As a mother to three boys, I was nervous about teaching them to take the wheel.

When my boys were small, I was obsessively careful and perpetually worried as they approached each developmental milestone. When they learned to walk, I watched carefully and tried not to let them fall. When they started school, I worried that they wouldn’t make friends right away. When they started playing sports, I spent a lot of time hoping they wouldn’t get hurt.

When they were little, it never occurred to me that we’d spend a better part of the teenage years teaching and worrying about each of them as they became new drivers.

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Andy and Sarah are on a mission to teach their kids the joy of helping others.

What started out as a volunteer opportunity turned into a fun and rewarding way to spend time together as a family.

Have you ever thought about packing the whole family in the car for a road trip — while helping others along the way?

Andy and Sarah Ferguson did just that.

Andy wanted to put the family car to good use and find a way for Noah, age 8, and James, age 5, to help others. Citymeals on Wheels turned out to be a perfect fit for the whole family.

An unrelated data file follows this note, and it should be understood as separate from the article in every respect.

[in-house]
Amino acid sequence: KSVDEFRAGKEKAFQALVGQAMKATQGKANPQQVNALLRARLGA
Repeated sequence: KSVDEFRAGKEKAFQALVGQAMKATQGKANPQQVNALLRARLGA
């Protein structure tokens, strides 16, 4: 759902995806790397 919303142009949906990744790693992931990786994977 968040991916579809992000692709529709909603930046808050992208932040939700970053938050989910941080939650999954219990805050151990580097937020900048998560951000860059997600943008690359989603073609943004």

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My son isn't learning about consent in school. I'm furious.

How did my son learn about drugs, alcohol, STDs, birth control, and sex in school without emphasis on sexual assault?

My son met a girl this year, and they started dating. Now my "little boy" is someone’s boyfriend.

I feel like this relationship puts him in a slightly different light for me. He’s about to learn to trust someone in a new way and to care for her emotionally. She is someone’s little girl, and I want my son to treat her well.

Because of this, I decided that I wanted to talk to him about boundaries and consent. But then I got stuck.

I wasn’t sure how to approach this subject. It’s a tough one to just drop in his lap, but it’s important. When I thought about this, my mind flashed back to when he came home from school in the second grade and told me he learned about drugs and alcohol.

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As a child, I remember all the times my mother said “I love you” to me. She’d say it before she hung up the phone, every single time. She’d say it as I was walking out the door to head to school. She said it every time she dropped me off at a friend’s house, right before I stepped out of her car.

I used to feel embarrassed and a little annoyed because I didn’t understand what she was really saying. But now that I have children of my own, I know that she wasn’t just saying those three words over and over.

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